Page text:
MIA: Encyclopedia of Marxism: Glossary of People


John Reed


Reed, John (1887-1920)

American journalist; joined Communists while reporting the Revolution in 1917; author of Ten Days that Shook the World; helped form the Communist Labour Party in the US in 1919. Died of typhus in the Soviet Union. Serge wrote of him: “Reed was tall, forceful, and matter-of-fact, with a cool idealism and a lively intelligence tinged by humour.”

Further Reading: John Reed Internet Archive


Evelyn Reed


Reed, Evelyn (1905-1979)

American Socialist-feminist author who pioneered investigation of the natural and social sciences to expose the sexism built into these sciences; a member of the American Trotskyist Socialist Workers Party.

Her Woman’s Evolution pioneered feminist critique of the sciences and is widely read to this day. Other important works include Cosmetics, Fashions and the Exploitation of Women, Sexism and Science and Is Biology Woman’s Destiny.

See Evelyn Reed Archive.

Wilhelm Reich


Reich, Wilhelm (1897-1957)

Born in Galicia, Wilhelm Reich is one of the best known dissident Freudians. Continuing his studies of medicine in Vienna, Reich was admitted to the Psychoanalytical Society of Vienna at the young age of 23, where he joined a group of brilliant young analysts.

After a bright start in his with the publication of Characterial Analysis, the first part of which always makes a classic on this subject, W. Reich radically moved away from psychoanalysis, more and more directed towards a Marxist position.

In 1928, he joined the Communist Party and toured the Soviet Union in 1929, visiting nursery schools and pedagogical centers. Lecturing in Moscow, he distinguished psychoanalyiss as a theory of psychology which the Soviet Union should embrace, from the “Freudist” worldview, psychologisation, which he denounced. He corresponded with Trotsky, met with Sergei Eisenstein and had a lecture published with critical comments by Party officials. His report on the visit, The Sexual Revolution, praised the undermining of patriarchal authority in the collective farms but warned that the banning of homsexuality and abortion foretold the demise of the Revolution. His experience reinforced his conviction that social change had to precede psychoanalysis.

After returning to Vienna, he helped set up Revolutionäre Sozialdemokraten, a party faction aimed at preparing for armed struggle, and published The Mass Psychology of Fascism. While the Communist Party specualted on whether the German middle class would side with the rising Nazis, or with the proletariat, Reich was convinced that just as the elder son will always side with the father against his siblings, the German petty-bourgeoisie would side with the bourgeoisie.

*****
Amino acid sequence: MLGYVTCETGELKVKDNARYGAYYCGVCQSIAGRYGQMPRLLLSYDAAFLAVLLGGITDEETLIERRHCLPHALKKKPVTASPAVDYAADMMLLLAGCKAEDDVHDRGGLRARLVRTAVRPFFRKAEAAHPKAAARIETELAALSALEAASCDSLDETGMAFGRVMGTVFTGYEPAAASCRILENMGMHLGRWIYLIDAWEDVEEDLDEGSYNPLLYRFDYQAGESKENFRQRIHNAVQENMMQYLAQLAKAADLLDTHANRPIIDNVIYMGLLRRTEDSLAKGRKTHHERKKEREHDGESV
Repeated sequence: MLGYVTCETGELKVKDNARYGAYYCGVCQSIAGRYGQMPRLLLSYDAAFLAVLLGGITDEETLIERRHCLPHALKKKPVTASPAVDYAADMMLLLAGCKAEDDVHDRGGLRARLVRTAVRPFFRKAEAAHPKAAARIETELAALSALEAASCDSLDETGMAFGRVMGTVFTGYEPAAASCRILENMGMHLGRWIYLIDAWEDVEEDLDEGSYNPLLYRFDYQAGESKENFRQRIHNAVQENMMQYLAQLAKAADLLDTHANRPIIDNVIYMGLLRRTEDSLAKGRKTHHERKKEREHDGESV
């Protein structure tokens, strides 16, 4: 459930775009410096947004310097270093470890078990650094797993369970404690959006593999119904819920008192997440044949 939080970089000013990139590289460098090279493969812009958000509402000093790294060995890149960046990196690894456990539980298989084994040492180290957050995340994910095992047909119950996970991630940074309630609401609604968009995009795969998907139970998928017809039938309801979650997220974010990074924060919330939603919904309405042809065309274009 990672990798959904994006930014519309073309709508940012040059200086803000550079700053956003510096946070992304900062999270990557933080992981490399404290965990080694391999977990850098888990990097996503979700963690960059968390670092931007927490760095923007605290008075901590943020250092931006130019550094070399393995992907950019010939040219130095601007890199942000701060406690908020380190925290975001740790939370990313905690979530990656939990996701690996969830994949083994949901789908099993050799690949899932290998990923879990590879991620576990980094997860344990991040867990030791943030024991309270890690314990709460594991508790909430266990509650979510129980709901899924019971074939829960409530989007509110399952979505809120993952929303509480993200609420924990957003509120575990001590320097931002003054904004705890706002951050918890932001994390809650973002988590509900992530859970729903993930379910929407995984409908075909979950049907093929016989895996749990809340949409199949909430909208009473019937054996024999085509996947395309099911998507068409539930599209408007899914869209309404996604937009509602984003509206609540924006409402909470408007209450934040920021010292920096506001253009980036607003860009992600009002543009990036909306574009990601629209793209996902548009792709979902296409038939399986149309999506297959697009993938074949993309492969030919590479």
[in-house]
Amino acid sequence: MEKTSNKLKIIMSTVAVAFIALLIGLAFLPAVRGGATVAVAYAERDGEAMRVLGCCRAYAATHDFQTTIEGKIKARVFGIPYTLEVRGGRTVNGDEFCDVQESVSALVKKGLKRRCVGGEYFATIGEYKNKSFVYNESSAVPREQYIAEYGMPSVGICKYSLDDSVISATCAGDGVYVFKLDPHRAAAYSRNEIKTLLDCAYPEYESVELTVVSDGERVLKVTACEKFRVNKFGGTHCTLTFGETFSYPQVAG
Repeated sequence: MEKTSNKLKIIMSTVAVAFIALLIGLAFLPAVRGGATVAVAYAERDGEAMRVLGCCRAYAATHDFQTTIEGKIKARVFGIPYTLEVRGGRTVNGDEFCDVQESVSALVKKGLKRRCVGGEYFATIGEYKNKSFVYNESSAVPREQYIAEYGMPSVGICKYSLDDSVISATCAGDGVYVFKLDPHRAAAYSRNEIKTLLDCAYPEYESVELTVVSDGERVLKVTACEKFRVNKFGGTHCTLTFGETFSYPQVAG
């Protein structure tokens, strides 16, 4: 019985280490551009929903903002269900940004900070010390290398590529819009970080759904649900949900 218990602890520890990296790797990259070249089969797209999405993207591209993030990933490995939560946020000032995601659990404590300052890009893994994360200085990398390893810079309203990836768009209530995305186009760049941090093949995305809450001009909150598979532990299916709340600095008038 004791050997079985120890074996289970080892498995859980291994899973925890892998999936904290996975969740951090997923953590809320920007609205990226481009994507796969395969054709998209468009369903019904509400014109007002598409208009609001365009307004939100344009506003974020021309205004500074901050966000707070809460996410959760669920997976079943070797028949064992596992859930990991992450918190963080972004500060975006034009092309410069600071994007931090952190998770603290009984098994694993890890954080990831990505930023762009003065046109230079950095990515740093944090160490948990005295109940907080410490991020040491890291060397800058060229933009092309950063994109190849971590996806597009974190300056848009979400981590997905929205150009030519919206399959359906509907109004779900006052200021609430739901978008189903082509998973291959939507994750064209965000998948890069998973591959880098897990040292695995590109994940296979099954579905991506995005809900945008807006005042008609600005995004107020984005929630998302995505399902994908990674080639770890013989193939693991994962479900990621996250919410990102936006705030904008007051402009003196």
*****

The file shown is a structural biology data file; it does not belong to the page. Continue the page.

In 1932, on the eve of Hitler’s triumph in Germany, he worked with Erich Fromm, Karl Landauer, the director of the Frankfurt Psychoanalytic Institute and Heinrich Meng at the Institute for Social Research in Frankurt, the beginning of the merging of Marxism and Psycholanalysis.

Reich saw sexual repression in society as the origin of psychological repression in the mind of an individual. Thus Reich urged a sexual revolution and greater sexual freedom in order to reduce the prevalence of neuroses, and facilitate the development of a more healthy political life.

Reich’s association for Proletarian Sexual Politics was active in Berlin, and reached a membership of 40,000. However, the Communist Party turned to Popular Front policies, making Reich’s activity untenable for them, and he was expelled from the Party in March 1933. Freud wanted to keep psychoanalysis out of politics, and Reich’s open revolutionary politics became too much even for the psychoanalysts, and in December 1933, he was expelled from the International Psychoanalytic Association. Isolated in this way as Fascism threatened to engulf Europe, Reich became increasingly unbalanced, and it became more and more difficult for even his closest supporters to defend him.

Reich fled Europe for the United States in 1939. His settled in Maine, where he founded the Orgone Institute in 1942, in agreement with his theories based on the power of the orgasm. Towards the end of his career, Reich worked out increasingly esoteric theories which had little impact in the analytical media, at least.

Following a lawsuit by the American Food and Drug Administration charging him with making bogus sceintific claims, Reich was imprisoned and he finally died in prison.


Renaudel, Pierre (1871-1935)

The leader of the French Socialist Party following Jaurè’s assassination. From 1914 he was a member of the Chamber of Deputies. During the first World War he took a defencist position. In 1920 after the split in the French Socialist Party at the Tours Congress he remained leader of the minority which refused to affiliate to the Comintern. He subsequently headed the right wing of the party standing for unification with the radical socialists.


Renner, Karl (1870-1950)

Leader of the Austrian Social Democracy and author of economic, social and political works. Social-Chauvinist during World War I, president of Austria from 1931 to 1933 and again in 1945 until his death.